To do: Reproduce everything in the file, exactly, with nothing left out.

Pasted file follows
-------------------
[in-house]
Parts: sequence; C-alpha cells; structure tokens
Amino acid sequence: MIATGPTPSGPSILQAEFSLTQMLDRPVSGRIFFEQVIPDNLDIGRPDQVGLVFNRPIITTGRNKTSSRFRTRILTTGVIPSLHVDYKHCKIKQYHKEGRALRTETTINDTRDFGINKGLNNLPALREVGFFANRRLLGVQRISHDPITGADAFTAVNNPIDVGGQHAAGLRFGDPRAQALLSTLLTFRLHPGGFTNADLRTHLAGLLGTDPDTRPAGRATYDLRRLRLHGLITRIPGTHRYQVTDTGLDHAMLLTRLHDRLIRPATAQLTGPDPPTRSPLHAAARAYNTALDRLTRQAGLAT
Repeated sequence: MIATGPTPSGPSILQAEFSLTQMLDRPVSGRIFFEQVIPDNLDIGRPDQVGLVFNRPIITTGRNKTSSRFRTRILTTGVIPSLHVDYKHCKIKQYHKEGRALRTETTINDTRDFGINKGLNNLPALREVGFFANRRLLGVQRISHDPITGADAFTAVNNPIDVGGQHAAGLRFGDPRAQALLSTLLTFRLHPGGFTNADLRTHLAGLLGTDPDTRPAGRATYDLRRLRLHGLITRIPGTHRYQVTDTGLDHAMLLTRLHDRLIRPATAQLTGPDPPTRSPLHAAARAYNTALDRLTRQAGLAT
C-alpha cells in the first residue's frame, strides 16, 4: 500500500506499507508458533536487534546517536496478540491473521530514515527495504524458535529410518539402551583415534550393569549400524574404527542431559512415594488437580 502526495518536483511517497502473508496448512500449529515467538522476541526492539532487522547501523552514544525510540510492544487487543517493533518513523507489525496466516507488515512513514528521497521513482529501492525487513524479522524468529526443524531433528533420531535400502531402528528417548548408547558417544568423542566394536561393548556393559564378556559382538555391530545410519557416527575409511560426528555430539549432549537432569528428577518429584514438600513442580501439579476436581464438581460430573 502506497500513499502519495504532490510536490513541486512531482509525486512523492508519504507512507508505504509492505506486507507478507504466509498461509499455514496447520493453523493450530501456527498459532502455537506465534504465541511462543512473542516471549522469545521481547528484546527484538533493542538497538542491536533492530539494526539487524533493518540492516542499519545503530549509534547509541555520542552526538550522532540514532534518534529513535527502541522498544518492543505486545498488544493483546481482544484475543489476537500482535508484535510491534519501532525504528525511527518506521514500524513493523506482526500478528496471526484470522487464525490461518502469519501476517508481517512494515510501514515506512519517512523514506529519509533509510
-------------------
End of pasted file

[in-house]
Parts: sequence; C-alpha cells; structure tokens
Amino acid sequence: MIATGPTPSGPSILQAEFSLTQMLDRPVSGRIFFEQVIPDNLDIGRPDQVGLVFNRPIITTGRNKTSSRFRTRILTTGVIPSLHVDYKHCKIKQYHKEGRALRTETTINDTRDFGINKGLNNLPALREVGFFANRRLLGVQRISHDPITGADAFTAVNNPIDVGGQHAAGLRFGDPRAQALLSTLLTFRLHPGGFTNADLRTHLAGLLGTDPDTRPAGRATYDLRRLRLHGLITRIPGTHRYQVTDTGLDHAMLLTRLHDRLIRPATAQLTGPDPPTRSPLHAAARAYNTALDRLTRQAGLAT
Repeated sequence: MIATGPTPSGPSILQAEFSLTQMLDRPVSGRIFFEQVIPDNLDIGRPDQVGLVFNRPIITTGRNKTSSRFRTRILTTGVIPSLHVDYKHCKIKQYHKEGRALRTETTINDTRDFGINKGLNNLPALREVGFFANRRLLGVQRISHDPITGADAFTAVNNPIDVGGQHAAGLRFGDPRAQALLSTLLTFRLHPGGFTNADLRTHLAGLLGTDPDTRPAGRATYDLRRLRLHGLITRIPGTHRYQVTDTGLDHAMLLTRLHDRLIRPATAQLTGPDPPTRSPLHAAARAYNTALDRLTRQAGLAT
C-alpha cells in the first residue's frame, strides 16, 4: 500500500506499507508458533536487534546517536496478540491473521530514515527495504524458535529410518539402551583415534550393569549400524574404527542431559512415594488437580 502526495518536483511517497502473508496448512500449529515467538522476541526492539532487522547501523552514544525510540510492544487487543517493533518513523507489525496466516507488515512513514528521497521513482529501492525487513524479522524468529526443524531433528533420531535400502531402528528417548548408547558417544568423542566394536561393548556393559564378556559382538555391530545410519557416527575409511560426528555430539549432549537432569528428577518429584514438600513442580501439579476436581464438581460430573 502506497500513499502519495504532490510536490513541486512531482509525486512523492508519504507512507508505504509492505506486507507478507504466509498461509499455514496447520493453523493450530501456527498459532502455537506465534504465541511462543512473542516471549522469545521481547528484546527484538533493542538497538542491536533492530539494526539487524533493518540492516542499519545503530549509534547509541555520542552526538550522532540514532534518534529513535527502541522498544518492543505486545498488544493483546481482544484475543489476537500482535508484535510491534519501532525504528525511527518506521514500524513493523506482526500478528496471526484470522487464525490461518502469519501476517508481517512494515510501514515506512519517512523514506529519509533509510